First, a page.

Faith, farm, sports and storm tourism, anyone?

In Photo: A man outside Quiapo Church sells handkerchiefs with the imprint of the Black Nazarene. The annual sojourn celebrates the transfer of the image of the suffering Jesus to the iconic church, where it is enshrined. Religious leaders point out the Feast of the Black Nazarene is actually on Good Friday, although many devotees mistake the annual event as its feast day.

Tourism Secretary Wanda Corazon T. Tulfo-Teo reads the future correctly that the fate of tourism anywhere lies in addressing sector-specific wants.

Department of Tourism (DOT) Region 7 Director Sha Tamano cites faith, farm and sports tourism as generating extreme interest, for instance. Of the three, faith-based tourism exhibits the most promise considering the 90 million Catholics in the country and 6 million more from among our neighbors like the Koreans where 5 million are Catholics, 800,000 in Malaysia, 500,000 in Japan and 185,000 in Singapore.

We are reminded of the statistics provided by the United Nations World Tourism Organization that 330 million people worldwide go on a “religious tour” every year that generates $18 billion worth of business worldwide. This explains the tremendous popularity of places like Mecca, Rome and Jerusalem.

The DOT says plans to secure a budget to rehabilitate and develop religious and heritage sites in the country in line with the forthcoming 500th anniversary of Catholicism by 2021, coinciding with the day Ferdinand Magellan first landed in Mactan, Cebu, bearing both cross and sword in 1521. Secretary Teo said that at the recent Sinulog Festival in Cebu, 2 million visitors were recorded. Not only were tourists attracted by the historical and spiritual aspect of the tours but were there also to “experience religious tradition dating back to the pre-Spanish era.” The DOT is developing tour packages from the pilgrims’ eyes point of view.

After the Catholic routes, the focus will shift to Muslim, non-Catholic Christian and even the indigenous people markets. Right now, the most visited pilgrims’ sites are the Basilica Minore del Santo Nino in Cebu, the Padre Pio Shrine in Santo Tomas Batangas, the Divine Mercy Shrine in Cagayan de Oro City, the Our Lady of Manaoag in Pangasinan and Our Lady of Piat in Cagayan.

Bohol has enough heritage and nonheritage churches in almost every town. The centuries-old churches destroyed by the recent earthquake have become attractions themselves. The fabulous islet of Panglao has been developed into a devotional enclave for the healer, Padre Pio, by businessman Ramon Rodriguez and is fast-becoming a major come-on for tourists. What about our colorful processions and self-flagellation rites during Lent?

Sen. Cynthia A. Villar is championing the passage of the “Farm Tourism Development Act” to institutionalize “farm tourism” in the country given the agricultural nature of most of our rural economies. Tax incentives are being crafted by developers to encourage growth.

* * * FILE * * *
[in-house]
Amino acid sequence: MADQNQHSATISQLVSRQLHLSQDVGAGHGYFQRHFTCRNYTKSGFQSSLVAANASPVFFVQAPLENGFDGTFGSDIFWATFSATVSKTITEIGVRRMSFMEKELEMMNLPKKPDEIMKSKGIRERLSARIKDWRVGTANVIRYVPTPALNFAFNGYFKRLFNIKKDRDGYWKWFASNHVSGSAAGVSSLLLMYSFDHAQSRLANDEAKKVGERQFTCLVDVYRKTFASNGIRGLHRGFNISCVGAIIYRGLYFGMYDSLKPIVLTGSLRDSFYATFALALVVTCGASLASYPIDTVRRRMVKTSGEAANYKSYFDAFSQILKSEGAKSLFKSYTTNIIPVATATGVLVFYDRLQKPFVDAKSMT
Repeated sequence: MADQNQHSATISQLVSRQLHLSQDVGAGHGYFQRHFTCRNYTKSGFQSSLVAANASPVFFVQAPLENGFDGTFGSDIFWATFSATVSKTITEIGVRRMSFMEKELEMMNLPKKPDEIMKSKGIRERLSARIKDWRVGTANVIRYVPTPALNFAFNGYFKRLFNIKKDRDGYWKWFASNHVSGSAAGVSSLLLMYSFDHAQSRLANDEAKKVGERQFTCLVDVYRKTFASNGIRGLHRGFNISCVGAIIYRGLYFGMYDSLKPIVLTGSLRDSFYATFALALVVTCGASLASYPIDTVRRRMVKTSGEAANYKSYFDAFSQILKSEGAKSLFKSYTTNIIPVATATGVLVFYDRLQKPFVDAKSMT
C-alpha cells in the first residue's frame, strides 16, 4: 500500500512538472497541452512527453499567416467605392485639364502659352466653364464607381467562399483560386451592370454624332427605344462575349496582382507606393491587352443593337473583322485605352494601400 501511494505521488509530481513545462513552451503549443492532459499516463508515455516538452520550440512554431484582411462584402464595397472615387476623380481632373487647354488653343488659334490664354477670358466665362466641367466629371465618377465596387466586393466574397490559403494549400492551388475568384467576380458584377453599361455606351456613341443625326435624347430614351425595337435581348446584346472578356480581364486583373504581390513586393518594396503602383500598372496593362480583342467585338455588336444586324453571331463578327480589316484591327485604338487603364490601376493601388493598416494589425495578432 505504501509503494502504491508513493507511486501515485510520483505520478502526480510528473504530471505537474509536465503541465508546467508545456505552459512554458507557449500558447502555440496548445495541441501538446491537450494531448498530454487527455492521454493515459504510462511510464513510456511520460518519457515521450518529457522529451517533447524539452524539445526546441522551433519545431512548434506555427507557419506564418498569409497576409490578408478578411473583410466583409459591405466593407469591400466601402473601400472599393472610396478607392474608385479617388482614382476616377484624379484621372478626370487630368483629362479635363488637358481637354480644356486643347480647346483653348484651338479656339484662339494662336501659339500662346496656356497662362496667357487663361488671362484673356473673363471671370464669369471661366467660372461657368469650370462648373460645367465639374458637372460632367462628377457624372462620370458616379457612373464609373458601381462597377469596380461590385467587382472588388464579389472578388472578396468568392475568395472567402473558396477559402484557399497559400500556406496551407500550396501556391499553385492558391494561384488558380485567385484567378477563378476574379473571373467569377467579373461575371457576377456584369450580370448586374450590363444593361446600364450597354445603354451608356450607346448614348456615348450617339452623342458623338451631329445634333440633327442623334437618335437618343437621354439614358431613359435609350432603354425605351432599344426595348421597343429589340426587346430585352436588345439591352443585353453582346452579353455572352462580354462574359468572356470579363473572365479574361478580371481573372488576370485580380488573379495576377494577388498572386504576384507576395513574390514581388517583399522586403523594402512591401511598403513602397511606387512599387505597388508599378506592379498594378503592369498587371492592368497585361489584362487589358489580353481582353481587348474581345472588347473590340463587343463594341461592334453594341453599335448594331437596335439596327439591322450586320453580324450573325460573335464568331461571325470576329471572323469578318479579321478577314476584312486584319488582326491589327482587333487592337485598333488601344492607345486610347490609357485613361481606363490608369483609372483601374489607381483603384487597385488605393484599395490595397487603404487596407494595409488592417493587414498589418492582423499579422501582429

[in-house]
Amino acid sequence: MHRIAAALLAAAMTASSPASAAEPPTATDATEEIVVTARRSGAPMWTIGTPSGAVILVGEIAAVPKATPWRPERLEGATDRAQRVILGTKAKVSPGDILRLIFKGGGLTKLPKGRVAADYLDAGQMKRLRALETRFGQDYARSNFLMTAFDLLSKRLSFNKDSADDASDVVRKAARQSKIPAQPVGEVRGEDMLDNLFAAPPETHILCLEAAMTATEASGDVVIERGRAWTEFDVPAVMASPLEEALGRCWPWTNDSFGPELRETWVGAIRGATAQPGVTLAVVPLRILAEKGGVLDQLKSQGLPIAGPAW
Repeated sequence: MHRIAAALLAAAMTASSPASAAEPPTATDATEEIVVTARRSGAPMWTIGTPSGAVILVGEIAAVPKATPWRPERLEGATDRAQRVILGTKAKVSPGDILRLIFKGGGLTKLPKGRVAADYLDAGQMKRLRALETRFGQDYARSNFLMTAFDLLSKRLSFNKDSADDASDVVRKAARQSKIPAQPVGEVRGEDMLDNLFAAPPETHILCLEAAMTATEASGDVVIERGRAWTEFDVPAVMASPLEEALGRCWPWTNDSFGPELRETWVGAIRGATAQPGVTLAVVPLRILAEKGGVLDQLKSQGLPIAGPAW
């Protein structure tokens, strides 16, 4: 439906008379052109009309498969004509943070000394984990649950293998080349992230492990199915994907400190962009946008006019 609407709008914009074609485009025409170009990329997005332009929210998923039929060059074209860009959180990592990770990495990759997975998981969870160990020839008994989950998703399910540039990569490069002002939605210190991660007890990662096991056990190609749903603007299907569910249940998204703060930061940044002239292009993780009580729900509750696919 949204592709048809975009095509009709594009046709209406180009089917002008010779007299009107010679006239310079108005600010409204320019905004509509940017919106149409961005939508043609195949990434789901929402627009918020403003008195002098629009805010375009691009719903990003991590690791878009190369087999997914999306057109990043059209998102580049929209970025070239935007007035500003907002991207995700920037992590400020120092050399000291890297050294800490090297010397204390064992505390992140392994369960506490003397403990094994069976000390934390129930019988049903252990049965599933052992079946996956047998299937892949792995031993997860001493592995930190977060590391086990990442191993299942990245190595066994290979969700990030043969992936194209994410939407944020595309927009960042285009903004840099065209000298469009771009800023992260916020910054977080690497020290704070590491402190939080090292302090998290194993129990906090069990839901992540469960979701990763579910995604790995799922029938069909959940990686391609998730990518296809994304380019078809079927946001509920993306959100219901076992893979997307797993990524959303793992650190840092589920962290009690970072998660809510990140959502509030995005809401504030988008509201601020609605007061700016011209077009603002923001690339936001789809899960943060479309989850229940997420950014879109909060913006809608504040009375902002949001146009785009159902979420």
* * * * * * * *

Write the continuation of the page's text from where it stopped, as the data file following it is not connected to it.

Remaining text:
In fact, there already are 100 accredited tourism farms mostly found in Luzon. Organic plants, medicine and perfumery development are also part of the so-called nature tourism that now accounts for 20 percent of the total tour business. There are now coffee tours in Cavite and the so-called “coffee crawls” in metropolitan cities like Manila. Davao has its fruits and cacao farm tours.

Farm Tourism is not just about farm produce but also farm experience. A tourist actually harvesting corn and witnessing coconut husking, fishing on rivers for fish, shrimp, crablets, shells and cooking them in a nipa hut are examples of a farming experience.

Culinary treats and delights, as well as fiestas are two of the country’s trademarks—after all, we are a melting pot of various cultures.

Finally, sports tourism. Because of the nation’s excellent diving spots and shores for snorkeling, blue waters for jet skiing and the like, we are not behind in this category. We also now have adventure tours inside mysterious caves and mountain trekking. Tour-bike contests along picturesque highways fronting the oceans and dragon-boat competitions are slowly evolving into major attractions. Mactan, Cebu, hosted the 2017 Cobra Triathlon international event that drew close to 3,000 participants from 52 countries.

But the newest craze in town for select countries is the so-called bad weather tourism. There is now a market for people looking to experience tempestuous weather. Examples are watching the vast Pacific Ocean in British Columbia and how, in bad weather, 30-foot waves, driving rain and rolling thunder are witnessed. These are activities that lifted from 30 percent the occupancy rates of hotels there in the rainy season to over 50 percent today. Big storm tourism, this is. Add to that is West Australia’s most active lightning spots and Namibia’s spectacular larger-than-life sandstorms. The list goes on.

The low cost of oil has fueled tourism and travel in the world in a major way. Thus, there is the challenge for countries to actively segmentize their tour markets in order to stay competitive.


(Announcement: The St. Theresa’s College Manila’s grand homecoming will be held on February 24 [Saturday] at the Harbor Garden Tent of the Sofitel Philippine Plaza with the theme “Better Than Ever—Theresians Celebrate Wellness.” The featured artist is Basil Valdez. You may contact Carmen Serina, STC Alumnae Foundation president).

Bingo Dejaresco, former banker, is a financial consultant, media practitioner and book author. He is a lifetime member and chairman of the Broadcast Media of Finex. His views here, however, are personal and do not necessarily reflect those of Finex.          E-mail:


Image credits: Nonie Reyes


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